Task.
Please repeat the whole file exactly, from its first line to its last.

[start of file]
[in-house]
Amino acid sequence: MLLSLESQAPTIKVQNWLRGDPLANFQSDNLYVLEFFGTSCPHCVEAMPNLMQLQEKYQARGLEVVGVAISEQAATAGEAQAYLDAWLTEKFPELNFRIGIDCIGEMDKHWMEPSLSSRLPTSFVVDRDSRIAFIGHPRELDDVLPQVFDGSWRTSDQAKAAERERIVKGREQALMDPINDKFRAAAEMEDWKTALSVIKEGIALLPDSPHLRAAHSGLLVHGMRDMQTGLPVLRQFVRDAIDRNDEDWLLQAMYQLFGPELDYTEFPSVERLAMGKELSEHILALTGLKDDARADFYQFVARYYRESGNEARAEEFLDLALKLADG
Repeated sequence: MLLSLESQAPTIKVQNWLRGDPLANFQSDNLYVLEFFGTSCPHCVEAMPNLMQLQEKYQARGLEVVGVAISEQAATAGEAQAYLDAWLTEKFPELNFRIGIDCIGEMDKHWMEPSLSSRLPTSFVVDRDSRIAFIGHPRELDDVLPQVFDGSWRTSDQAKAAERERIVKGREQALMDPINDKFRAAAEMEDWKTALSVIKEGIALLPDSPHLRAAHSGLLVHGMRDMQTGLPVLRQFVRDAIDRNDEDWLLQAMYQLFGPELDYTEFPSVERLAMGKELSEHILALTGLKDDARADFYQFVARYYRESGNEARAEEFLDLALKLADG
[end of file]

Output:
[in-house]
Amino acid sequence: MLLSLESQAPTIKVQNWLRGDPLANFQSDNLYVLEFFGTSCPHCVEAMPNLMQLQEKYQARGLEVVGVAISEQAATAGEAQAYLDAWLTEKFPELNFRIGIDCIGEMDKHWMEPSLSSRLPTSFVVDRDSRIAFIGHPRELDDVLPQVFDGSWRTSDQAKAAERERIVKGREQALMDPINDKFRAAAEMEDWKTALSVIKEGIALLPDSPHLRAAHSGLLVHGMRDMQTGLPVLRQFVRDAIDRNDEDWLLQAMYQLFGPELDYTEFPSVERLAMGKELSEHILALTGLKDDARADFYQFVARYYRESGNEARAEEFLDLALKLADG
Repeated sequence: MLLSLESQAPTIKVQNWLRGDPLANFQSDNLYVLEFFGTSCPHCVEAMPNLMQLQEKYQARGLEVVGVAISEQAATAGEAQAYLDAWLTEKFPELNFRIGIDCIGEMDKHWMEPSLSSRLPTSFVVDRDSRIAFIGHPRELDDVLPQVFDGSWRTSDQAKAAERERIVKGREQALMDPINDKFRAAAEMEDWKTALSVIKEGIALLPDSPHLRAAHSGLLVHGMRDMQTGLPVLRQFVRDAIDRNDEDWLLQAMYQLFGPELDYTEFPSVERLAMGKELSEHILALTGLKDDARADFYQFVARYYRESGNEARAEEFLDLALKLADG